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United States v. Dominguez Benitez

Case Name
United States v. Dominguez Benitez
542 U.S. 74
Unanimous Decision
Authoring Judge
David Souter
Judge(s) - Majority
William Rehnquist, Stevens, Sandra Day O'Connor, Anthony Kennedy, David Souter, Thomas, Ruth Bader Ginsburg, Stephen Breyer
Judge(s) - Concur
Antonin Scalia
U.S. Supreme Court
On Review From
9th Circuit
Decision Year
Sentencing Differential (Maximum Exposure)
10 year mandatory minimum with maximum of life
Sentencing Differential (Minimum Offered or Received)
Safety-valve sentence below the mandatory minimum
Sentencing Differential Size


In exchange for the government’s dismissal of a simple possession charge, defendant pleaded guilty to conspiracy to possess controlled substances. Though such notice is required under Fed. R. Crim. P. 11(c)(3), the judge failed to tell defendant during the hearing that he could not withdraw his plea if the court did not accept the government’s sentencing recommendations. After sentencing, defendant appealed to withdraw his guilty plea. Variances from the requirements of 11(c) are typically harmless error. However, because defendant failed to preserve the error by timely objection, the Court held that the plain-error standard applied. Defendant accordingly has the burden of proving that the judge’s omission prejudiced his rights—not the proceedings themselves—in its “substantial and injurious effect . . . in determining the . . . verdict.” The Court required a showing that, but for the error, defendant would not have entered the plea, and the result of the proceeding would have been different. Courts must look to the entire record to determine what the defendant understood.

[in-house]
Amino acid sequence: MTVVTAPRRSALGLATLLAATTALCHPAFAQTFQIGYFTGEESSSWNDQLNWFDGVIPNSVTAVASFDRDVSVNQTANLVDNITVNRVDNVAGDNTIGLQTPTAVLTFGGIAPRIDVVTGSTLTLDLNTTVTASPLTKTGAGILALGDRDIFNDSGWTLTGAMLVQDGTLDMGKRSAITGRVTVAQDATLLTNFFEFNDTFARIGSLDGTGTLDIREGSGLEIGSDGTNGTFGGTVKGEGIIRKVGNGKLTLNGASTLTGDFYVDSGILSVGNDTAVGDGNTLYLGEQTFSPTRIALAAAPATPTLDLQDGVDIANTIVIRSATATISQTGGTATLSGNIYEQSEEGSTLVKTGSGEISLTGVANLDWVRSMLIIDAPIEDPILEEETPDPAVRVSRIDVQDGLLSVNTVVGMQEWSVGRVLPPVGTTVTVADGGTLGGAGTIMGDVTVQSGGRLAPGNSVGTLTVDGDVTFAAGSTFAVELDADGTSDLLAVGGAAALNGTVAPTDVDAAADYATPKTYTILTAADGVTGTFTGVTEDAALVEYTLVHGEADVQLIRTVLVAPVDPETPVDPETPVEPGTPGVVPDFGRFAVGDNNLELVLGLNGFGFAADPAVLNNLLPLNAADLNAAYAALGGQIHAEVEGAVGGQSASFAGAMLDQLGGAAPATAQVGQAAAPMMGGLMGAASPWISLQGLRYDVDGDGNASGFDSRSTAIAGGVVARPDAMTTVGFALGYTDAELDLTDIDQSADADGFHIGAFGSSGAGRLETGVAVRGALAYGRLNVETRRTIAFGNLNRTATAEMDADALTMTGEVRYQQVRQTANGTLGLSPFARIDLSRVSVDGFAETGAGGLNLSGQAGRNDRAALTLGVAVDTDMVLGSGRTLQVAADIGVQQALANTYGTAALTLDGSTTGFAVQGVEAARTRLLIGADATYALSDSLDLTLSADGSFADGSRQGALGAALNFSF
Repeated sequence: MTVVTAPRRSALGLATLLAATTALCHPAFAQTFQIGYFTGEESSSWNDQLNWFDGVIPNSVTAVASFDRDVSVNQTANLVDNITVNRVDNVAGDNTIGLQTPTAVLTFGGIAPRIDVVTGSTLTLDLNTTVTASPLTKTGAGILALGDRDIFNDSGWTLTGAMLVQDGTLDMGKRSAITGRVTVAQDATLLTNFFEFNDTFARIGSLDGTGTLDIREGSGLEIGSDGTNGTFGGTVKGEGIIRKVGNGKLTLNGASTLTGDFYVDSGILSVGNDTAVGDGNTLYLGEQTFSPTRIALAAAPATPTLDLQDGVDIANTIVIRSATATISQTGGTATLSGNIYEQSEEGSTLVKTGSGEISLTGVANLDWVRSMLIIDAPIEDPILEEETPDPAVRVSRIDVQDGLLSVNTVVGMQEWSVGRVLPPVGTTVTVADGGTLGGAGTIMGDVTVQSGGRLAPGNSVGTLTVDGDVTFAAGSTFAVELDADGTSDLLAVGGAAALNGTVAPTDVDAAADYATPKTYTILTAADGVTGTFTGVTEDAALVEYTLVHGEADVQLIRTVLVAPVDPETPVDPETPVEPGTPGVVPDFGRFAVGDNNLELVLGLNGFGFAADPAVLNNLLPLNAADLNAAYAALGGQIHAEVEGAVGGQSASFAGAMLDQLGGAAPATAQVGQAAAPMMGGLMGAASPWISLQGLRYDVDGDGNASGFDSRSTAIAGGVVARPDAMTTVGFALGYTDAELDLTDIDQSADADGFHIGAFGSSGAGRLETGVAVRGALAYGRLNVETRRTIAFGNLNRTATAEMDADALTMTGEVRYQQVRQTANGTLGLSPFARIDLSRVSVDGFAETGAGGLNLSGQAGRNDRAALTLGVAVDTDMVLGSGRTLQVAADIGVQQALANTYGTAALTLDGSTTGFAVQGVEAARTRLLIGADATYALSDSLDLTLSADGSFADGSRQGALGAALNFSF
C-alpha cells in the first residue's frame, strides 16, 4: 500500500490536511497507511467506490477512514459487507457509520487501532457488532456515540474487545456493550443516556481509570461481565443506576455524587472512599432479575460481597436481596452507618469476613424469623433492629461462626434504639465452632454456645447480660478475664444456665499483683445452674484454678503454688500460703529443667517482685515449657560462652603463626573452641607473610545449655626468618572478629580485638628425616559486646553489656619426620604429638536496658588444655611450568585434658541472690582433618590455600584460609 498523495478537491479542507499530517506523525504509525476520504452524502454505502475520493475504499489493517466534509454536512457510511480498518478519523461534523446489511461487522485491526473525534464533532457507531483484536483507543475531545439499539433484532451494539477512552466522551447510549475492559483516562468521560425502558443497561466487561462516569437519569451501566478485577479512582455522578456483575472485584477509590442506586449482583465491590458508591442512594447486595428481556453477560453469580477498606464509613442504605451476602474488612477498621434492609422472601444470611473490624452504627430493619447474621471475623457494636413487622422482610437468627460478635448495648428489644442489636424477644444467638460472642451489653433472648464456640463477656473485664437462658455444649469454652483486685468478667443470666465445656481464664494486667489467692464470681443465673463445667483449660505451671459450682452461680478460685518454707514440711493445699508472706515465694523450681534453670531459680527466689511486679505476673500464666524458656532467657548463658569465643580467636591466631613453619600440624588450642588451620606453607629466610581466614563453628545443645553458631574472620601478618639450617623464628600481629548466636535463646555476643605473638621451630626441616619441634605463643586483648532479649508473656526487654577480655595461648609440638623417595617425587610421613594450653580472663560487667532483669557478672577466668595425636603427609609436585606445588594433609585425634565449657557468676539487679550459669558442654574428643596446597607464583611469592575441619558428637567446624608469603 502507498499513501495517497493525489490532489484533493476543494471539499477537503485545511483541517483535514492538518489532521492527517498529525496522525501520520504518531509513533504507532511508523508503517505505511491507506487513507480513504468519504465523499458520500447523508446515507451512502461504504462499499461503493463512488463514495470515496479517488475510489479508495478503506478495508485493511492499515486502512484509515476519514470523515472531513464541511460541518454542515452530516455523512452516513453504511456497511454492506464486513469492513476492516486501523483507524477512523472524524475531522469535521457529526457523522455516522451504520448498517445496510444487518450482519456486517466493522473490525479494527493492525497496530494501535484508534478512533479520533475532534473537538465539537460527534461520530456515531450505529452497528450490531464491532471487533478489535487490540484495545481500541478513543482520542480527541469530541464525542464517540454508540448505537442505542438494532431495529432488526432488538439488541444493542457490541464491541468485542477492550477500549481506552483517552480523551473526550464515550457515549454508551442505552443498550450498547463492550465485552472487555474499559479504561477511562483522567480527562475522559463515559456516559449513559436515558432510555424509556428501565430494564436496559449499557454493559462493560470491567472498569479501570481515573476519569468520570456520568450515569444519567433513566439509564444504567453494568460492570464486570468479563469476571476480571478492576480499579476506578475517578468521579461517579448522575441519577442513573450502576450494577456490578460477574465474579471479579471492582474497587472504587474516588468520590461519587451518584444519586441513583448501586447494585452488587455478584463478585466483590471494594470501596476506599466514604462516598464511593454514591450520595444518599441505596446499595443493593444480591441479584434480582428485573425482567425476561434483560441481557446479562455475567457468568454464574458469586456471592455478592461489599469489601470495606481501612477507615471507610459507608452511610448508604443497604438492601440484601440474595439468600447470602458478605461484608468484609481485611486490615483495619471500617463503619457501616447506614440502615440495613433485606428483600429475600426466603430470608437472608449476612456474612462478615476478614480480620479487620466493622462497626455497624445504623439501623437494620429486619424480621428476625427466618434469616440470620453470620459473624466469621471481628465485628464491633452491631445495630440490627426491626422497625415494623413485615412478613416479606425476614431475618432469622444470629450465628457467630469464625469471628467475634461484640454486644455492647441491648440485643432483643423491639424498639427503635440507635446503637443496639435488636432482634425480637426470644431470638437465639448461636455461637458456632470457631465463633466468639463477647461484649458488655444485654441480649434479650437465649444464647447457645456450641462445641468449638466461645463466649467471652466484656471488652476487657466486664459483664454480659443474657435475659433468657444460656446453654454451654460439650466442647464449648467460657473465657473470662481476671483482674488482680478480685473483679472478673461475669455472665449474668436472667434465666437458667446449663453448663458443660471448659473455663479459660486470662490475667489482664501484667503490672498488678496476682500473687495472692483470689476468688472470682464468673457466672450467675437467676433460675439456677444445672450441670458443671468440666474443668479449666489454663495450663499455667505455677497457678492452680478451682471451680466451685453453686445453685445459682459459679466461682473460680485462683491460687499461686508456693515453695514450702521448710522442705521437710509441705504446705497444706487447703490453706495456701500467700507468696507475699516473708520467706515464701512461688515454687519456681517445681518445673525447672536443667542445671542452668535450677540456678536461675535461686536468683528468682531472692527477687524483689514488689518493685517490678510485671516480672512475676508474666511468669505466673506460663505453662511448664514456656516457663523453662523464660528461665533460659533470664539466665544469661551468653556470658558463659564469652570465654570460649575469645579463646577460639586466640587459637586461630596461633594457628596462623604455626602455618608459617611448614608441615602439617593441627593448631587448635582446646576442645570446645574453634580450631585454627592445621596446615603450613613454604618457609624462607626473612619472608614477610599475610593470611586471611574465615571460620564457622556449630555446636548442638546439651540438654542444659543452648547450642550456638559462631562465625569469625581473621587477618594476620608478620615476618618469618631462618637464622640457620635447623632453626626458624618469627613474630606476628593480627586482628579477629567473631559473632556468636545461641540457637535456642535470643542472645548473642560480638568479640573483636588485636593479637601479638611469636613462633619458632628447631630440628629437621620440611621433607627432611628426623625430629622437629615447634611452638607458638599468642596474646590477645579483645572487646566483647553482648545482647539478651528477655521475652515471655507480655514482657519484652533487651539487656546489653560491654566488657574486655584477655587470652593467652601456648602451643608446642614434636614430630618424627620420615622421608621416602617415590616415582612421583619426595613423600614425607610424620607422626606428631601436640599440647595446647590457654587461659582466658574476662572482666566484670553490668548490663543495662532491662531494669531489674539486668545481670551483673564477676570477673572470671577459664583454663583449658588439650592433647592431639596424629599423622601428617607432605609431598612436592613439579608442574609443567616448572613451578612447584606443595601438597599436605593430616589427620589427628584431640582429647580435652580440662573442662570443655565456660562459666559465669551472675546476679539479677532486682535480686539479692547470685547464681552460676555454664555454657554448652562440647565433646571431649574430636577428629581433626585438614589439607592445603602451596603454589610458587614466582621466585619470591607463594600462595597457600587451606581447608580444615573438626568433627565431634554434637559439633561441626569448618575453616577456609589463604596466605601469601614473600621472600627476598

Key Quote

“We think that burden [of establishing defendant’s entitlement to relief] should not be too easy for defendants in Dominguez’s position. First, the standard should . . . encourage timely objections and reduce wasteful reversals[.] . . . [I]t should respect the particular importance of the finality of guilty pleas[.] . . . [T]hese reasons are complemented by the fact, worth repeating, that the violation claimed was of Rule 11, not of due process.” p.82-83